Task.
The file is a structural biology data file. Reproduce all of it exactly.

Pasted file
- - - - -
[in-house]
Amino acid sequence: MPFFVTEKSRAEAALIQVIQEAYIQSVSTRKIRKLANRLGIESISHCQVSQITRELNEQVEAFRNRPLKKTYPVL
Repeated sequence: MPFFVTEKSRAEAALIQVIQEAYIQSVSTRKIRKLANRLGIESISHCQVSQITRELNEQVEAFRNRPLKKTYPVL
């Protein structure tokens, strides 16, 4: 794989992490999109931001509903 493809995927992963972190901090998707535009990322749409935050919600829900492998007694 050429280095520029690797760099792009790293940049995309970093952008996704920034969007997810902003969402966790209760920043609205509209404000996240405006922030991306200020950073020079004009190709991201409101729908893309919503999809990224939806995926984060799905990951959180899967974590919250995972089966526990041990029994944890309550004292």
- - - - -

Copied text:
[in-house]
Amino acid sequence: MPFFVTEKSRAEAALIQVIQEAYIQSVSTRKIRKLANRLGIESISHCQVSQITRELNEQVEAFRNRPLKKTYPVL
Repeated sequence: MPFFVTEKSRAEAALIQVIQEAYIQSVSTRKIRKLANRLGIESISHCQVSQITRELNEQVEAFRNRPLKKTYPVL
């Protein structure tokens, strides 16, 4: 794989992490999109931001509903 493809995927992963972190901090998707535009990322749409935050919600829900492998007694 050429280095520029690797760099792009790293940049995309970093952008996704920034969007997810902003969402966790209760920043609205509209404000996240405006922030991306200020950073020079004009190709991201409101729908893309919503999809990224939806995926984060799905990951959180899967974590919250995972089966526990041990029994944890309550004292």